Studies of frictional sliding contact by molecular dynamics assisted continuum mechanics
M Motezaker and SP Xiao and AR Khoei and JA Zakeri, MECHANICS OF ADVANCED MATERIALS AND STRUCTURES (2022).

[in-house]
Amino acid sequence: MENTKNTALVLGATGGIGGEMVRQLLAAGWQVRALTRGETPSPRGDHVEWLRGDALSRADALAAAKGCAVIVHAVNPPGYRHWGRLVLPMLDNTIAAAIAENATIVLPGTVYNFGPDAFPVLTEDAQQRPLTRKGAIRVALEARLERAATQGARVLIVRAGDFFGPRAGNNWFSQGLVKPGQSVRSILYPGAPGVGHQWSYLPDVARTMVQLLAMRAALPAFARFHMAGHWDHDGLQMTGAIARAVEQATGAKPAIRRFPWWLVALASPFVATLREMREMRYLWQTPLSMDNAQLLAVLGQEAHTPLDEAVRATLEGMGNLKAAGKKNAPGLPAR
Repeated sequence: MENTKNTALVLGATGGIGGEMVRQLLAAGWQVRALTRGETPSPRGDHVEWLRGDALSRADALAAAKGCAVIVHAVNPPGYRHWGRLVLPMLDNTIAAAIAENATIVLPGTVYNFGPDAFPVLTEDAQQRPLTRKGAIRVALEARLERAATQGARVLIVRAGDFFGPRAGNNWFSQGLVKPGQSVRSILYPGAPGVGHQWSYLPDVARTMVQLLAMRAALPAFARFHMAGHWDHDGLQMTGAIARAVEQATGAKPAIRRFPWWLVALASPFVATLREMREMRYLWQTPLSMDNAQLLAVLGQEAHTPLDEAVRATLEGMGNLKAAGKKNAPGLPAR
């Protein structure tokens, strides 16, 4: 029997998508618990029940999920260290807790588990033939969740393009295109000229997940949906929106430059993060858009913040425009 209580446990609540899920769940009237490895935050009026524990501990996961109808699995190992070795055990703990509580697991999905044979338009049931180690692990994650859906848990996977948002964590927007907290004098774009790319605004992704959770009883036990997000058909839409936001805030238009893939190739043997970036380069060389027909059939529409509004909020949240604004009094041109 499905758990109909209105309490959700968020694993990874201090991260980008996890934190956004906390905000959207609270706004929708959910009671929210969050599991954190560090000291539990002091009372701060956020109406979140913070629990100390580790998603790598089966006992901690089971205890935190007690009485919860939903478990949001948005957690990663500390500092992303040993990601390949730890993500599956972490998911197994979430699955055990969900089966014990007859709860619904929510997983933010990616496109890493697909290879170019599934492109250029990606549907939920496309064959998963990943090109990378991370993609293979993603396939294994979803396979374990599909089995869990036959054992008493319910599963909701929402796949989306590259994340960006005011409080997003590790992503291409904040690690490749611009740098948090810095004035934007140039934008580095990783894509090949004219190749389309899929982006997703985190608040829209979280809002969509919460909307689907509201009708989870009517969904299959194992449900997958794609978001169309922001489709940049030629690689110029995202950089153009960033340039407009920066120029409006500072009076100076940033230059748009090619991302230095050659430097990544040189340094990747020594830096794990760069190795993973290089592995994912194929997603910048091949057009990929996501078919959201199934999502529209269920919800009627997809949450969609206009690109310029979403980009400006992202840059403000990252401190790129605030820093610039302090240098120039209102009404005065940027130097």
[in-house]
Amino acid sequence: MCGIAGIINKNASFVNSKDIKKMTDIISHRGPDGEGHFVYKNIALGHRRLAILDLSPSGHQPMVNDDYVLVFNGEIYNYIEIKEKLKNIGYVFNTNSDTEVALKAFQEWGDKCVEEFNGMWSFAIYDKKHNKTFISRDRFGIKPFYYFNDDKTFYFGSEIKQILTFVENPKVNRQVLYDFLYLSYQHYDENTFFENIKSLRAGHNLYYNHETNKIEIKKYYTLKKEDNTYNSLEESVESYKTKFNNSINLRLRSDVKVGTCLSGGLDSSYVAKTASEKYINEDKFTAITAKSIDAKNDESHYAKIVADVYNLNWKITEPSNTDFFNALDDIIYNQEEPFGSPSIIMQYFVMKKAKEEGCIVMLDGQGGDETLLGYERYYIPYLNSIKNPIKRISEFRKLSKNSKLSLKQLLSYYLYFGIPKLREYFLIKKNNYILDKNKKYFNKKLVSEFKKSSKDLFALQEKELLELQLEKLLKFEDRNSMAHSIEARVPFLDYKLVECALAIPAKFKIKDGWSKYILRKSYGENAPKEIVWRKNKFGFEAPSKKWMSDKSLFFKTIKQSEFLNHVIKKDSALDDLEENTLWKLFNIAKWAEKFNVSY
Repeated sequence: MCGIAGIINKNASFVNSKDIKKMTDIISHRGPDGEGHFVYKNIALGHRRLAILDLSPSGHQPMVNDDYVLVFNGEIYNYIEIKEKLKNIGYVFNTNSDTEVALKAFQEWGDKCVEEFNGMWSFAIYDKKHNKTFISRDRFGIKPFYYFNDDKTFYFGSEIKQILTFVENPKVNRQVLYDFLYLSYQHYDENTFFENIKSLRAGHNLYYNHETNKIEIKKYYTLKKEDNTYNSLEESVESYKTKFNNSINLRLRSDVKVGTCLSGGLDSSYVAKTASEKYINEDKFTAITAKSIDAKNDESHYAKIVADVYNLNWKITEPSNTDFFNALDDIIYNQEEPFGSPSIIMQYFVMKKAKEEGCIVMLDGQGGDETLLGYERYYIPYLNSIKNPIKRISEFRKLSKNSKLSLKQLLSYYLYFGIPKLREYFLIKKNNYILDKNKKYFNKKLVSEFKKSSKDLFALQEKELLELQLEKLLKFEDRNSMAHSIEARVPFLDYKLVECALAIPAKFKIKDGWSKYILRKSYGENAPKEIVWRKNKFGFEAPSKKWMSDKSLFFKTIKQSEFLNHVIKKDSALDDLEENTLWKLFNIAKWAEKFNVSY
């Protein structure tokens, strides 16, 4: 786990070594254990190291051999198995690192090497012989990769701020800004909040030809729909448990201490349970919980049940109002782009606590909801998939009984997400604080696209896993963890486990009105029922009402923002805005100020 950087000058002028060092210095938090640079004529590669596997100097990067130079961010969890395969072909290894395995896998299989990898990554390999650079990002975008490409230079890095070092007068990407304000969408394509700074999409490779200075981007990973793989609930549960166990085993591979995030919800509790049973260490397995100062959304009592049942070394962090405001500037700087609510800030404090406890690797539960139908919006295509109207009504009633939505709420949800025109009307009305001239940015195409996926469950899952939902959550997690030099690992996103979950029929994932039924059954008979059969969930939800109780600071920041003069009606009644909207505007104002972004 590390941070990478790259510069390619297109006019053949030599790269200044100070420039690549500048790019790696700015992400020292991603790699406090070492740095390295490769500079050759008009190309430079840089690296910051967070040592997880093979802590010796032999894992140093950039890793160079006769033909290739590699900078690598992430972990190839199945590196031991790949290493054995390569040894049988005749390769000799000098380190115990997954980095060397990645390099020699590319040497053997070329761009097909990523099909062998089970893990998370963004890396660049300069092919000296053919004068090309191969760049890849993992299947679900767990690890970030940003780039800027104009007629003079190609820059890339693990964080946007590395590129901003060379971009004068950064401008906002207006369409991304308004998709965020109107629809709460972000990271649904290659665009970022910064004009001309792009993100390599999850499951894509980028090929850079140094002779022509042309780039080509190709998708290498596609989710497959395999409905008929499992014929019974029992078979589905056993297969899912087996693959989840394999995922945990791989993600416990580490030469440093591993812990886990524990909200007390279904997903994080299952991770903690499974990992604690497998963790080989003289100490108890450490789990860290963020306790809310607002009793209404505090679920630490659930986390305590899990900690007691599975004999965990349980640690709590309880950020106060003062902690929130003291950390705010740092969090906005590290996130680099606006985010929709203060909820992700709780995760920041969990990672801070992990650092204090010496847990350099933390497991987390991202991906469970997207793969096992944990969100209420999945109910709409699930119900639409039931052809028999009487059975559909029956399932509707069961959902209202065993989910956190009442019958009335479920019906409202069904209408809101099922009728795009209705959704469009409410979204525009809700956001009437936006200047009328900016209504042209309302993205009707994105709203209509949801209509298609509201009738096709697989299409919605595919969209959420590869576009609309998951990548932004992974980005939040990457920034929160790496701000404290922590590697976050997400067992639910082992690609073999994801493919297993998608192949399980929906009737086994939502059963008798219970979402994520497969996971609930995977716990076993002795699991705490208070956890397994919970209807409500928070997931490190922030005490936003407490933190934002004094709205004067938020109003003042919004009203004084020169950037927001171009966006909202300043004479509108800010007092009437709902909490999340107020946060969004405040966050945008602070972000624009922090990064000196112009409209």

Lubricants are usually utilized to decrease wear, reduce friction, and release heat. Although the lubrication approximation originated from thin-film studies, it has limitations because of continuum mechanics assumptions. To overcome these limitations, for the first time, this article employs a hierarchical multiscale approach to study the frictional sliding contact considering elastohydrodynamic lubrication. This multiscale model consists of a molecular model of lubricant and a continuum model of sliding contact components. Specifically, the molecular dynamics method is used at the nanoscale to model the lubricant and analyze the friction coefficient in contacted surfaces. Through MD simulation, the effects of hydrocarbon chain lengths, temperature, and sliding velocity on a constant friction coefficient are studied in this article. The calculated friction coefficients from the molecular model are passed to the continuum model, in which the finite element method is employed to conduct stress and strain analysis of the sliding contact components. Although variations in the frictional sliding response are invariably coupled with the friction coefficients, the molecular-to-continuum hierarchical approach enables us to isolate the relative contributions from the chemical formulation of the lubricant and the temperature. This approach has further potential implications for the evaluation of tribological damage. The results demonstrate that an increase in temperature or the chain length of lubricant hydrocarbon molecules can significantly decrease the friction coefficient and, as a result, reduce contact shear stress, plastic deformation, and pile-up height.
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